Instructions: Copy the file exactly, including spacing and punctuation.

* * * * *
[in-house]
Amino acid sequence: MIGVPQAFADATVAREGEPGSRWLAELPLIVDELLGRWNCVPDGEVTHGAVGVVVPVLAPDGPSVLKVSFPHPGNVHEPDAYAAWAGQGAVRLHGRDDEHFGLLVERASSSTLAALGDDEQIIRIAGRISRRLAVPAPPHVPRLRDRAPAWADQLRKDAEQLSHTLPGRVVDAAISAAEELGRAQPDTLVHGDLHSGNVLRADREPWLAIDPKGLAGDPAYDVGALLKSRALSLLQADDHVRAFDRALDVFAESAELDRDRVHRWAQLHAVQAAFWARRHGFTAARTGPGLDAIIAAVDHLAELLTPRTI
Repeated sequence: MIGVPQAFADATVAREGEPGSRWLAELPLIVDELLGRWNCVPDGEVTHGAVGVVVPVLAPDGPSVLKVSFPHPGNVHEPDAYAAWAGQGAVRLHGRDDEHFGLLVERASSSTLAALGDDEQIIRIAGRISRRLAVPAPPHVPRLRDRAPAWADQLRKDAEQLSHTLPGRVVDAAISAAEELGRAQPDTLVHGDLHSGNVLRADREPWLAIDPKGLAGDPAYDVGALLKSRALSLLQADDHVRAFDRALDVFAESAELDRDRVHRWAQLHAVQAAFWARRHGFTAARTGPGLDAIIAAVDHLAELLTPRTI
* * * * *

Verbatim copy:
[in-house]
Amino acid sequence: MIGVPQAFADATVAREGEPGSRWLAELPLIVDELLGRWNCVPDGEVTHGAVGVVVPVLAPDGPSVLKVSFPHPGNVHEPDAYAAWAGQGAVRLHGRDDEHFGLLVERASSSTLAALGDDEQIIRIAGRISRRLAVPAPPHVPRLRDRAPAWADQLRKDAEQLSHTLPGRVVDAAISAAEELGRAQPDTLVHGDLHSGNVLRADREPWLAIDPKGLAGDPAYDVGALLKSRALSLLQADDHVRAFDRALDVFAESAELDRDRVHRWAQLHAVQAAFWARRHGFTAARTGPGLDAIIAAVDHLAELLTPRTI
Repeated sequence: MIGVPQAFADATVAREGEPGSRWLAELPLIVDELLGRWNCVPDGEVTHGAVGVVVPVLAPDGPSVLKVSFPHPGNVHEPDAYAAWAGQGAVRLHGRDDEHFGLLVERASSSTLAALGDDEQIIRIAGRISRRLAVPAPPHVPRLRDRAPAWADQLRKDAEQLSHTLPGRVVDAAISAAEELGRAQPDTLVHGDLHSGNVLRADREPWLAIDPKGLAGDPAYDVGALLKSRALSLLQADDHVRAFDRALDVFAESAELDRDRVHRWAQLHAVQAAFWARRHGFTAARTGPGLDAIIAAVDHLAELLTPRTI